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Does Mark Zuckerberg Really Think You Can Smell Things in the Metaverse?

A person poses in front of a newly unveiled logo for "Meta."
Facebook’s presentation on the metaverse featured scented candles. Noah Berger/AFP via Getty Images

On Thursday, Facebook—now Meta—devoted its annual Connect conference to showcasing its ambitious plans for building the metaverse, which is essentially an evolution of the internet consisting of three-dimensional spaces in virtual reality where users can interact with each other. The conference’s keynote address was a somewhat outlandish hour-and-a-half long presentation that featured CEO Mark Zuckerberg hopping between CGI-rendered environments like spaceships and tropical mansions. All in all, the jaunty tone and zany visuals were a jarring contrast to the dozens of ongoing scandals involving the company’s impact on society.

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Though the presentation was filled with alien pets, poker-playing droids, and floating fireplaces, perhaps the most head-scratching moment came during the segment on how the metaverse is going to help e-commerce. The portion began with Vishal Shah, Facebook’s head of metaverse products, listing the sorts of things that you could buy and sell through the metaverse, like digital clothes for avatars. To illustrate how the metaverse could be useful for IRL businesses, Shah then sat down in a virtual coliseum with Jackie Aina, founder of the lifestyle brand Forvr Mood. What’s puzzling is that Forvr Mood is a company built around fragrances, selling items like scented candles and room sprays. The obvious problem: Smell is a sense that most virtual reality systems on the market absolutely cannot replicate. Forvr Mood does already enjoy considerable success on Instagram, a platform that can’t transmit smells either. But it’s odd that Facebook’s pitch for e-commerce in the metaverse—a category of internet meant in part to replicate or augment real life—focused on a product that virtual reality would struggle to approximate. You can’t smell things in the metaverse, right?

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This isn’t a knock on Aina—the cameo was definitely a good opportunity to publicize her brand, and she’s already quite savvy at social-media marketing—but it did seem somewhat pointless. For instance, Shah suggested that Aina could throw an exclusive launch party in the metaverse for the biggest fans of her scented candles, and then led her through a virtual butterfly garden where those candles were on display. If Facebook was asking us to imagine the mind-bending experiences that the metaverse makes possible, a party for scented candles where you can’t actually smell the candles would seem to fall short.

There have been various attempts over the past century to incorporate smells into media, perhaps the most famous of which was Smell-O-Vision. At the 1939 New York World’s Fair, inventor Hans Laube debuted his Smell-O-Vision system, which used tubes to pump fragrances to seats in a theater. After an initial flop and a brief resurgence in the 1960s, the technology disappeared into obscurity. Right now, Facebook hasn’t claimed to be working on any olfactory-oriented VR products, but a number of companies are now developing devices that would allow people to “smell” the metaverse.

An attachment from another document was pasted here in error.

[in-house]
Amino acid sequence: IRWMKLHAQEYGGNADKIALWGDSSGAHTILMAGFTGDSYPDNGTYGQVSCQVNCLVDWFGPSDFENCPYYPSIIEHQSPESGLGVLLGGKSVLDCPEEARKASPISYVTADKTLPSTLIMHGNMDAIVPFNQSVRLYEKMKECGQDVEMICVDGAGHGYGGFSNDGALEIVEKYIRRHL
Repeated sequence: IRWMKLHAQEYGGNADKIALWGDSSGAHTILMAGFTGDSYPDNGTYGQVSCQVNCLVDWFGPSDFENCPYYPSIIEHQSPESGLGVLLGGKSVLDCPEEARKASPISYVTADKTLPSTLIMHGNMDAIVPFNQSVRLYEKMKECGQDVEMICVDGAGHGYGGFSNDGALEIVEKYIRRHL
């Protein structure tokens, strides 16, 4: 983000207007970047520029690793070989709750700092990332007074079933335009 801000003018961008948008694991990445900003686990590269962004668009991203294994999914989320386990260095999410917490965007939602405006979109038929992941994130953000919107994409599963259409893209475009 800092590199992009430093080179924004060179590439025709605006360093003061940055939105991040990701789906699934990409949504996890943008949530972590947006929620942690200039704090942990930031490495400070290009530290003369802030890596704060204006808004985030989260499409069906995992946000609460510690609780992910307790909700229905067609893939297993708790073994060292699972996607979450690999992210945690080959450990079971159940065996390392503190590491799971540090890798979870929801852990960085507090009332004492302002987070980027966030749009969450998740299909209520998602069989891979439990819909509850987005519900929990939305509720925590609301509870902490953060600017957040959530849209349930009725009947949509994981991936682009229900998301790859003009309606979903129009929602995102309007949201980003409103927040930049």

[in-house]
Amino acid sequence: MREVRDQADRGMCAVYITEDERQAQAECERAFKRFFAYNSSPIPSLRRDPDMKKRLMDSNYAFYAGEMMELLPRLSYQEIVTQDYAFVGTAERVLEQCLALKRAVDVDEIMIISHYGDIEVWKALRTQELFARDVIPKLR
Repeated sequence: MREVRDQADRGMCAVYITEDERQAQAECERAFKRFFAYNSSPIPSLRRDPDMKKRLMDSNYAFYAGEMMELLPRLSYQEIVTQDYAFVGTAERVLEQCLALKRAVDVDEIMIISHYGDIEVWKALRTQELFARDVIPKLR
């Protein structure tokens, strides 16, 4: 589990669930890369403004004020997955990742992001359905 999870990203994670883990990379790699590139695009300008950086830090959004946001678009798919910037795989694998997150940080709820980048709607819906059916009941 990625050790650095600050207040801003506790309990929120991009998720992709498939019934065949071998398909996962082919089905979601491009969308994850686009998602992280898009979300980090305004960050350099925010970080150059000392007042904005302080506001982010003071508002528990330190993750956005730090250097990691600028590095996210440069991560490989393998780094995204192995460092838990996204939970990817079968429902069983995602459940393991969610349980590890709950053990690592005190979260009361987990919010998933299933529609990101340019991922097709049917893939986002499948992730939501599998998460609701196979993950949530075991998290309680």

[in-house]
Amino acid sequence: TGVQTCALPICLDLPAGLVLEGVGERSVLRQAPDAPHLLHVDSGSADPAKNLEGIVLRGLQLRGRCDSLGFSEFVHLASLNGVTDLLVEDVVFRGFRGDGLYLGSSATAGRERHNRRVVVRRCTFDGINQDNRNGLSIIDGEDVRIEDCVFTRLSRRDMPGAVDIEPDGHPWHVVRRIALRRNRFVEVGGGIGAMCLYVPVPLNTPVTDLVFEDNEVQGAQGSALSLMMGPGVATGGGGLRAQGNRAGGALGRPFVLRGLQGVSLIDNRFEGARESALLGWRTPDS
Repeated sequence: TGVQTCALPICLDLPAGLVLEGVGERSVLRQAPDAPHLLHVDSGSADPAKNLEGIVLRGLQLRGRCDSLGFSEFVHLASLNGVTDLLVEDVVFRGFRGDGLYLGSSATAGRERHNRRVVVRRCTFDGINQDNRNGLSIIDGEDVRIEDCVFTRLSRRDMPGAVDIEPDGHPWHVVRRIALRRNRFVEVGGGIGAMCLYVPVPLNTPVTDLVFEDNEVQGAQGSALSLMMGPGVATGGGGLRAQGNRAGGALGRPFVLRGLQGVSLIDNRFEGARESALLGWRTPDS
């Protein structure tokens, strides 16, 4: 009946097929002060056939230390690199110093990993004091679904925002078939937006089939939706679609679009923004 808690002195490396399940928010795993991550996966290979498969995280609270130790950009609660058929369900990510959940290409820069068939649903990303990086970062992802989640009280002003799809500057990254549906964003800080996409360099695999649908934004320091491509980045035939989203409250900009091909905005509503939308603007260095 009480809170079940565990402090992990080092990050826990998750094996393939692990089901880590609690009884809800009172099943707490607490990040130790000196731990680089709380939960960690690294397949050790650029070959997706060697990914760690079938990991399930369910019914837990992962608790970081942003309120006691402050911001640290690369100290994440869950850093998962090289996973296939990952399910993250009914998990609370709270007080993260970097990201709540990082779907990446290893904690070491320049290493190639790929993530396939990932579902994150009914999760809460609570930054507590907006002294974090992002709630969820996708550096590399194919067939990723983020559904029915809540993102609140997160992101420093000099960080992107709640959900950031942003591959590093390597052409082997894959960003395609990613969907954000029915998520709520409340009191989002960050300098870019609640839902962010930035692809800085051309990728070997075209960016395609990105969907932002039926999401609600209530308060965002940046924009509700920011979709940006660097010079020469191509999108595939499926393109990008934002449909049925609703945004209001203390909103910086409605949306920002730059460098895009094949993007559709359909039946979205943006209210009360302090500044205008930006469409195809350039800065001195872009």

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Like Smell-O-Vision before them, some of these efforts have struggled to achieve mainstream success. A company known as Feelreal created a mask that was interoperable with existing virtual reality systems like Oculus Rift and PlayStation VR. The mask dispenses scents like burning rubber or spring forest, with each distinct odor costing $5. In 2019, though, the FDA designated the mask a vaping device, forcing the company to push back mass production to make adjustments and do a new round of testing. Feelreal’s last update informed its backers that the pandemic had further delayed production.  Other startups are similarly trying to inject smell in virtual reality to more accurately represent the effects of climate change or augment porn (really!).

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Strategically dispensed aromas may not only be useful for allowing users to smell their surroundings in virtual reality; they can also help to mimic temperatures. IEEE Spectrum reported last year that researchers at the University of Chicago have come up with a way to get people to feel hot and cold in virtual reality with smells, while at the same time tricking them into thinking that they aren’t smelling anything. The researchers achieved this by manipulating the trigeminal nerve in the nose, which carries sensory information like smell and temperature between the brain and the face. There are certain receptors in the trigeminal nerve that can respond to both smells and actual temperatures in the environment to trigger the sensation of temperature in a person. For example, menthol has a minty smell but also causes a cooling sensation. Capsaicin, found in spicy peppers, can make a person feel hot. The device that the researchers use to dispense the chemicals is a box attached to the front of the virtual reality goggles holding three 1 mL vials of liquid. Tubes extending to the users’ nose send puffs of the chemicals every six seconds.

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All that said, it doesn’t seem likely that smells in the metaverse are going to catch on anytime soon. Virtual reality companies are already struggling to get the wider public to adopt their technology, largely due to the price of the devices. Convincing people to pay extra for vials to simulate scents would be a tough sell. Perhaps especially for a company whose reputation stinks.

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